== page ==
The problem isn't with learning it, it's with finding out which one to learn.

Assembly differs according to your CPU architecture, all right. Most PC CPUs are built with the x86 architecture? Fine.

From my understanding, there's still a multitude of different versions. NASM? MASM? What's the difference between these? How many more of these are there? Why are there more than one for one architecture? Which one should I learn?

Most CPU's in computers use x86. NASM and MASM and A86 are just different assemblers. If you've ever programmed in C, C++, Pascal, etc. before, it's like a compiler. There will be standard things on each one that will always work. The syntax for different assemblers should be pretty much the same. Naturally, each one will be a bit different. Dev-C++ and gcc are a bit different. At the core, though, they should be the same.
Even if they're more different than I expect, it will make the assembly code into something that the processor will execute. Whether you assemble it will NASM or MASM, it will do the same thing. Choose the one that's right for you and learn it.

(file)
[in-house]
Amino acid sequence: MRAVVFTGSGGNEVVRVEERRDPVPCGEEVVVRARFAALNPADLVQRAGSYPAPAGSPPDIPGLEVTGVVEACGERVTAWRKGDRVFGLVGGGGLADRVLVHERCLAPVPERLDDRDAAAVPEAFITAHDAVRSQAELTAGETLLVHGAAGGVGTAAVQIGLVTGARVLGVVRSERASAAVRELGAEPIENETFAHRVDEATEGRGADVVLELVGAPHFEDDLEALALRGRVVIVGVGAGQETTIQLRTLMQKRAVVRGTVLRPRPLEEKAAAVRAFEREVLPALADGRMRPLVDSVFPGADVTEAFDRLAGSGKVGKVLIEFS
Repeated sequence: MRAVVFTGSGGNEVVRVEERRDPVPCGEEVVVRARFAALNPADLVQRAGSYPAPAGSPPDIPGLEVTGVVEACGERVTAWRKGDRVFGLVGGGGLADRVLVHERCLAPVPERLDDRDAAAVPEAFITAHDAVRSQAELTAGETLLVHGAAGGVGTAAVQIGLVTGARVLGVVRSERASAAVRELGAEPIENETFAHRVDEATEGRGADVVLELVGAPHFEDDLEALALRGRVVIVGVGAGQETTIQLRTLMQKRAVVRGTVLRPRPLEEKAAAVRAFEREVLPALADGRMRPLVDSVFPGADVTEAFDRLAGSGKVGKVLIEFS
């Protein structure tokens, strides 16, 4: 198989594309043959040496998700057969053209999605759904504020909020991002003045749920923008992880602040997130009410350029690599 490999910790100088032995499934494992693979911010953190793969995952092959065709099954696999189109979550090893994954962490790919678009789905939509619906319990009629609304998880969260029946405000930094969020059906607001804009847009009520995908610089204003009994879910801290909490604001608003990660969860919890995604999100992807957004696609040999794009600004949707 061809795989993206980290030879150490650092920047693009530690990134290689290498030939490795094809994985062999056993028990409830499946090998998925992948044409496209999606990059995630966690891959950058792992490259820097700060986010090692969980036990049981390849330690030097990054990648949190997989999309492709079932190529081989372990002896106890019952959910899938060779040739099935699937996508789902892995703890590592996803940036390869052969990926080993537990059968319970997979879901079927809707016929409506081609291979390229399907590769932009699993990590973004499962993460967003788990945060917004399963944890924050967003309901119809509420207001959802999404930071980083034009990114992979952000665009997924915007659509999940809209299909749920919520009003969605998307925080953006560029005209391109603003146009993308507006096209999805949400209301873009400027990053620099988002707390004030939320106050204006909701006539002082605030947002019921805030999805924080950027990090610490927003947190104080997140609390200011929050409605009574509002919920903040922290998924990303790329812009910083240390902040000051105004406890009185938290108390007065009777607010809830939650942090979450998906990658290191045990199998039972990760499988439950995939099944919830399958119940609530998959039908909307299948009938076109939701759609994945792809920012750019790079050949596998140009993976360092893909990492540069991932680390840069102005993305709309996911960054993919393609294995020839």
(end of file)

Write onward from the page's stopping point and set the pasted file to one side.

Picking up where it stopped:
Dev-C++ and gcc are a bit different. At the core, though, they should be the same.

Dev-C++ is an IDE, not a compiler.

Yeah, well, the compiler that it uses will be different, unless it's just gcc with an IDE...

I already had it on my list of websites for Assembly learning. Looks good to me.

Yeah, but that's a Microsoft product. And god forbid anything from Microsoft should be free

Try using fasm , its open source , with much documentation.
Or if you would like to be near the processor , see the intel's developers manual , there you find the opcodes , so you wouldnt need to use any compile ,but write directly to file.

The NASM/ FASM/ MASM assemblers are compilers, correct?

Also, you say that the syntax is the same, but what about HLA?

Not compilers. Assemblers, you said it yourself. But the concept is the same.